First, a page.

Restoring and reconnecting the Tabin Wildlife Reserve
In November 2010 the Rhino and Forest Fund (RFF) and the Sabah Forestry Department (SFD) signed an Memorandum of Understanding about the reforestation of the Tabin Wildlife Reserve (TWR) and the establishment of forest and wildlife corridors between Tabin and adjacent forest land.
The restoration work started in March 2011 with the first pilot project in cooperation with the SFD and especially the Forest Research (FRC). The project site is a 10 ha plot of degraded forest inside the TWR, that has been logged during the 80s and due to bad logging practice could not recover since these days.
Tabin Wildlife Reserve is one of the last areas on Borneo where nearly all indigenous large animals still coexist. This includes for example the Bornean Rhino, Bornean Elephant, Orang Utan, Banteng and Sun Bear. Unfortunately Tabin is almost completely isolated from other forests and surrounded by huge oil palm plantations.
To save endangered wildlife suffering from habitat fragmentation, the RFF wants to contribute to the establishment of a network of protected areas of a sufficient size and quality. This would allow interbreeding of currently separated sub-populations and help to maintain healthy populations. The restoration of certain degraded forest areas and especially the reconnection of Tabin with other conservation areas is therefore seen as absolutely crucial for the long-term survival of many threatened species in Sabah.
One of the preconditions for the RFF to get involved in Sabah was the commitment of the state government promising that all restored areas and Tabin will remain excluded from any logging activities or conversions in the future.
The aims of the project
The aims of the reforestation work are:
- to restore the original ecosystem in degraded parts of Tabin,
- to raise biodiversity,
- to raise awareness for the meaning of the project area,
- to enhance the carrying capacity for endangered wildlife, and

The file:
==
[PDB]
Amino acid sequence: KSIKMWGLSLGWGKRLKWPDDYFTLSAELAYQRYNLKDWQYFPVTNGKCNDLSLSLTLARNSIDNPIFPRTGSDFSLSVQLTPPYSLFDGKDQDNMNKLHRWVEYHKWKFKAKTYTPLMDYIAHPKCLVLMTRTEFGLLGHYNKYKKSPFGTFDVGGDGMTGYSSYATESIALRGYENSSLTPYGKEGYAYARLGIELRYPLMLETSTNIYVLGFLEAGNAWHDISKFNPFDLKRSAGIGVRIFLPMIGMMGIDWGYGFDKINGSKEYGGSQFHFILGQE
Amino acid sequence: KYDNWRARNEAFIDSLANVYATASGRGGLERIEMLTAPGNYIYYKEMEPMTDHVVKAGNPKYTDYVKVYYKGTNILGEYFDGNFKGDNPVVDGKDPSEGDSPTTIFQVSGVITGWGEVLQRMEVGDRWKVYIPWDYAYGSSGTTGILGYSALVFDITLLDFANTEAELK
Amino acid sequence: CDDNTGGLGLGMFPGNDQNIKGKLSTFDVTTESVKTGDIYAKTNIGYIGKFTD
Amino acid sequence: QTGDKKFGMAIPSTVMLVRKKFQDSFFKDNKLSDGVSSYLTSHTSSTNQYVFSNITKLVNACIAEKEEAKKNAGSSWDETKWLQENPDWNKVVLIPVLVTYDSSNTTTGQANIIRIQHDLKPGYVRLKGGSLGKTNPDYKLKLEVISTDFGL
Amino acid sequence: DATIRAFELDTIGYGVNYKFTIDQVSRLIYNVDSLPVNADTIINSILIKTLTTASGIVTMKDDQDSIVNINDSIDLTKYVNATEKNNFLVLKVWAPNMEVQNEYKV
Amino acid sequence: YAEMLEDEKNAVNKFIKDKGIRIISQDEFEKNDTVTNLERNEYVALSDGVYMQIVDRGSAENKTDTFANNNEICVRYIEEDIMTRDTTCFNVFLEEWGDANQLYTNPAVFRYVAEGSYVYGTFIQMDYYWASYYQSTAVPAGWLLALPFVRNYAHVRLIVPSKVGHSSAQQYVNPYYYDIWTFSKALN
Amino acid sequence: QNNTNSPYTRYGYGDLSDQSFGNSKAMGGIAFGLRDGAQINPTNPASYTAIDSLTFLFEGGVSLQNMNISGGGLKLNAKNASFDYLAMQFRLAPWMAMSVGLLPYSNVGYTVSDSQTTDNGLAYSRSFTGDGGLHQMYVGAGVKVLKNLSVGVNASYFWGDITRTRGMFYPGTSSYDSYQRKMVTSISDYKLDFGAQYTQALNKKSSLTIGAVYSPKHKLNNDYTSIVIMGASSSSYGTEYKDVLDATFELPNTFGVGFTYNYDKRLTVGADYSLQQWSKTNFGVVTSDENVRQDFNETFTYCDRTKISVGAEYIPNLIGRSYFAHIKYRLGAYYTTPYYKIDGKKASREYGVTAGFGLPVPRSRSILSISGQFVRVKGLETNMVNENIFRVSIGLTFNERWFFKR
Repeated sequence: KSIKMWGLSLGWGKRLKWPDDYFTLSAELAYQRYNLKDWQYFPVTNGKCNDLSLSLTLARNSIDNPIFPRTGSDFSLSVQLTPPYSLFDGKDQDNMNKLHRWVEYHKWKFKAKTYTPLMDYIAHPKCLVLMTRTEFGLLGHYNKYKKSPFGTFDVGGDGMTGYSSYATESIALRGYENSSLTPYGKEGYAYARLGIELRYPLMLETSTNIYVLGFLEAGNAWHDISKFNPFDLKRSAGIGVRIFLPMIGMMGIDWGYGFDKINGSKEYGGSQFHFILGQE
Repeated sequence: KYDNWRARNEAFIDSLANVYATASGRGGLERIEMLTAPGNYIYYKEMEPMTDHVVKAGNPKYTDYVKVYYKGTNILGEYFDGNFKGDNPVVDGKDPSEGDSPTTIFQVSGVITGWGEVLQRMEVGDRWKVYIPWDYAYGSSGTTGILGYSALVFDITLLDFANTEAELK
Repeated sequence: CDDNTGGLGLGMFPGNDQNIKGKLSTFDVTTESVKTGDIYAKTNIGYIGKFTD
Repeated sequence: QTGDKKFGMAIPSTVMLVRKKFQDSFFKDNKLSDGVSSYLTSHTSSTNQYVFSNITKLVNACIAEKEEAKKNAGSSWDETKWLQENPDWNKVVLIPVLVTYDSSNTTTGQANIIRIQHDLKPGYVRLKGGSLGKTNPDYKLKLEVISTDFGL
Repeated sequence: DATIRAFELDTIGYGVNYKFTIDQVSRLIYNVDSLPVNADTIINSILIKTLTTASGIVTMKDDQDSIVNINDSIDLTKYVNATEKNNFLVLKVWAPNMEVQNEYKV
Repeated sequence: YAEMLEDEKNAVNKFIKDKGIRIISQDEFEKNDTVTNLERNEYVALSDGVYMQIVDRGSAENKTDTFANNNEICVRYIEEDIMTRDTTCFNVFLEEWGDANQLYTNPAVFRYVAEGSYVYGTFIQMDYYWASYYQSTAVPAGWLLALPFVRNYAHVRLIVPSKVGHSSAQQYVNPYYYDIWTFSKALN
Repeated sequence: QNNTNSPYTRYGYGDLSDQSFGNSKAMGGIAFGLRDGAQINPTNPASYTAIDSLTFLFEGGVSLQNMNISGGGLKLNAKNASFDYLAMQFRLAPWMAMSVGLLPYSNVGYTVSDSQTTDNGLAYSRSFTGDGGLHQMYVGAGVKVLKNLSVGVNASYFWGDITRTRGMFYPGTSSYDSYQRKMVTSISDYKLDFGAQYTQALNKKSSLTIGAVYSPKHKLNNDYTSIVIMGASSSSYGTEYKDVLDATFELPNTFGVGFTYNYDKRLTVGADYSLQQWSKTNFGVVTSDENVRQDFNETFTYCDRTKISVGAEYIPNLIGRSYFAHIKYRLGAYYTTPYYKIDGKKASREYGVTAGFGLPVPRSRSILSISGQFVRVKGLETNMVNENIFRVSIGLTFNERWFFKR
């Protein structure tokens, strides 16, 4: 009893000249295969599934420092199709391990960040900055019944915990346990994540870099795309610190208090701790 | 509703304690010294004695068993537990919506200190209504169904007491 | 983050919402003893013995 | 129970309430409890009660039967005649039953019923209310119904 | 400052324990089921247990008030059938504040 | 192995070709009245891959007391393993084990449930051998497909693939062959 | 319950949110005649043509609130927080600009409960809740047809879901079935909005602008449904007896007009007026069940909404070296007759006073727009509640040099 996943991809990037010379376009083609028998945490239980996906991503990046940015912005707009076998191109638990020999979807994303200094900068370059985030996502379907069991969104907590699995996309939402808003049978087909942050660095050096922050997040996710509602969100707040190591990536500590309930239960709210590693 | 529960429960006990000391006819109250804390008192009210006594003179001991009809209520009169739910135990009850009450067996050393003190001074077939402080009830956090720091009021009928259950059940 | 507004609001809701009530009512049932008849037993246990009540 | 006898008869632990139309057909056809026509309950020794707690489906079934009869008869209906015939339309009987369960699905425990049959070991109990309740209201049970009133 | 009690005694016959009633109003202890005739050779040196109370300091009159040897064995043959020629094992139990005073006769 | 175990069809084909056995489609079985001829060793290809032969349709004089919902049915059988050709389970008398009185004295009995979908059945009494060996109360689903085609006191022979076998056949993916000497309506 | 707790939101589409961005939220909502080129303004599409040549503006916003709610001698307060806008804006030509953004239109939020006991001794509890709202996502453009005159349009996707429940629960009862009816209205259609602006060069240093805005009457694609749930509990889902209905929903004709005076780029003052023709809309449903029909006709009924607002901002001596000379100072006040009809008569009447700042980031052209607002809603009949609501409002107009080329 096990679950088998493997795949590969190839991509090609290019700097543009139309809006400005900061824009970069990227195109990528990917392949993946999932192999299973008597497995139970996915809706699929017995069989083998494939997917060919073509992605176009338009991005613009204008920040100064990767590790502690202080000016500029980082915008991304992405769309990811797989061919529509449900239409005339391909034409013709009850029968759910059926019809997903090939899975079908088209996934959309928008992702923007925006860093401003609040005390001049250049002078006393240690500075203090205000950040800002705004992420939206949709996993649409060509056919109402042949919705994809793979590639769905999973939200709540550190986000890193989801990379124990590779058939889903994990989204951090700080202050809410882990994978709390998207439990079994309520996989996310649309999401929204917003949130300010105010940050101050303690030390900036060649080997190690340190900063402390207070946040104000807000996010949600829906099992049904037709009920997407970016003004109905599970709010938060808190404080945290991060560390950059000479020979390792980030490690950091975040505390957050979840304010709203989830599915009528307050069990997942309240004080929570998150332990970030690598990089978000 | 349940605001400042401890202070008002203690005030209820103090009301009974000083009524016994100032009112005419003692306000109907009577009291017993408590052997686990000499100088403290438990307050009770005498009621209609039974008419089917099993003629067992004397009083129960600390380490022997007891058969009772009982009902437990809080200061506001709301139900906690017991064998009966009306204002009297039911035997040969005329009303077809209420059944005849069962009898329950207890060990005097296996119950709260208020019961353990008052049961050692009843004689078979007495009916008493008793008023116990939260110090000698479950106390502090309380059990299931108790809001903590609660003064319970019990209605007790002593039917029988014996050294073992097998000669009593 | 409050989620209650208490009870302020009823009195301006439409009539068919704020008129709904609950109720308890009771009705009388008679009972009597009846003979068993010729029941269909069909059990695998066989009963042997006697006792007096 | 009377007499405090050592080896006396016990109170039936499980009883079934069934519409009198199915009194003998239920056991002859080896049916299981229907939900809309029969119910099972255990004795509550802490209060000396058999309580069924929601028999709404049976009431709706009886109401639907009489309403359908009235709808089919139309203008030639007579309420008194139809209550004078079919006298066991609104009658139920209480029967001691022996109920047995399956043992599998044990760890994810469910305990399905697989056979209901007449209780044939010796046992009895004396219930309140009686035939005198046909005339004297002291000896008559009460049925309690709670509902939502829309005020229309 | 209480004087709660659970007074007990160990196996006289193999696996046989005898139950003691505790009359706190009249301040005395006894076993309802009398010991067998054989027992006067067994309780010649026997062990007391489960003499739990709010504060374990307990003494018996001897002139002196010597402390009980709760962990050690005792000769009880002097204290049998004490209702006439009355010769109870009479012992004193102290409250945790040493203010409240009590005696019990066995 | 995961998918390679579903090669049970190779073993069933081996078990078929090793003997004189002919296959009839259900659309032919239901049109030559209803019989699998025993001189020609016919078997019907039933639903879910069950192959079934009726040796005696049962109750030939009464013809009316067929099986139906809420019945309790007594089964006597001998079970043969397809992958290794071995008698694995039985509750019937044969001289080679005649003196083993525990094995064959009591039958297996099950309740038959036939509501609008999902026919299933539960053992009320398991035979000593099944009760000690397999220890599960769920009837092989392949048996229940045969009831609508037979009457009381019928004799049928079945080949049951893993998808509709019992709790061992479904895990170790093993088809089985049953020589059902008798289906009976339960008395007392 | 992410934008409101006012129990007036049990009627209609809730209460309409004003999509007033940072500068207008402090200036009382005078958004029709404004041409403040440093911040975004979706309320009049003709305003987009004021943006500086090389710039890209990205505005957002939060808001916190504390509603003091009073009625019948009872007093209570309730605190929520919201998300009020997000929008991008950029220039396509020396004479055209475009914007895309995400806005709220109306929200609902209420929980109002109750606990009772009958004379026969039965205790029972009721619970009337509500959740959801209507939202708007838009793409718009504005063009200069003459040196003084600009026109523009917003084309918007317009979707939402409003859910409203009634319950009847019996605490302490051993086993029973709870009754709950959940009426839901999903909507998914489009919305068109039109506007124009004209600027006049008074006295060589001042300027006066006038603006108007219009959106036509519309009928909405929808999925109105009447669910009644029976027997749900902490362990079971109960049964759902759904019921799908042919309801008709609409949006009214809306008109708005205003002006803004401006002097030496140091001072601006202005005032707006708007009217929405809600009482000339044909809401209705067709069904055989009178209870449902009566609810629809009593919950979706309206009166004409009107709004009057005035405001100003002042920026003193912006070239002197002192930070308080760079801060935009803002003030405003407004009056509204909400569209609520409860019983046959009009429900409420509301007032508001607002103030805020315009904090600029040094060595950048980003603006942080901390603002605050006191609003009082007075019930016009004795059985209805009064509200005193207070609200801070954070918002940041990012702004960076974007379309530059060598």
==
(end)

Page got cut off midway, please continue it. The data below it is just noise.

- to improve the connectivity between Tabin and other areas.
Planting design and tree composition
The planting design is 8m x 8m single and cluster planting with maximum 50% of the planting points being planted with dipterocarps and the rest with species known to be beneficial for wildlife. The seedlings are planted beside the planting lines to avoid damage by elephants following the lines, an efficient strategy as mortality is so far indeed below 10%.
The target for the distribution of dipterocarps after the restoration is to end up with around 70 major trees per hectare (equivalent to natural distribution in mixed dipterocarp lowland rainforest). The dipterocarps will rebuild a new canopy to restore the original ecosystem. The concentration of the planted indigenous fruit trees is much higher than in natural forest to enhance the carrying capacity for wildlife providing food for a higher number of animals.
The site has been chosen because it is near the Tabin headquarters as this area is highly degraded, easy to access for workers and visitors and close to tourist infrastructure. The area is therefore also useful for educational purposes and shall be included in ecotourist activities in the future.
Inter- and intra-specific diversity
The seedling stock consists of at least 50 different local canopy and fruit trees.
The used seedling stock is high in intra-genetic diversity too, not to have just many species, but also to have seedlings from different mother trees of the same species as much as possible. Therefore the RFF gets seedlings from more than 10 different sources to ensure a richer genetic pool for the species being planted.
Funding and extension of the project area
The funding for the first planting site comes from a German zoo (Zoo Leipzig) and from private donors. The strategy is to gather experience and credibility to convince donors with well-established pilot projects to be able to raise bigger funding for large-scale planting in the future. The project area will be extended according to available funding.
A second plot has already been planted in early 2012 to create a new wildlife corridor in the north of Tabin restoring a stretch of degraded riparian forest along the Tabin river in cooperation with the Sabah Wildlife Department and the SFD/FRC.
Initiated by RFF and Sabah Forestry Department approx. 2,300 ha of endangered forest patches have been gazetted as totally protected areas between 2015 and 2017.
In 2017 RFF seeks to purchase remaining private land parcels inside the corridor area to further improve habitat connectivity.
The last step is to purchase an oil palm estate and to restore it back to forest to eventually close the last gap between Tabin and the conservation areas in the north.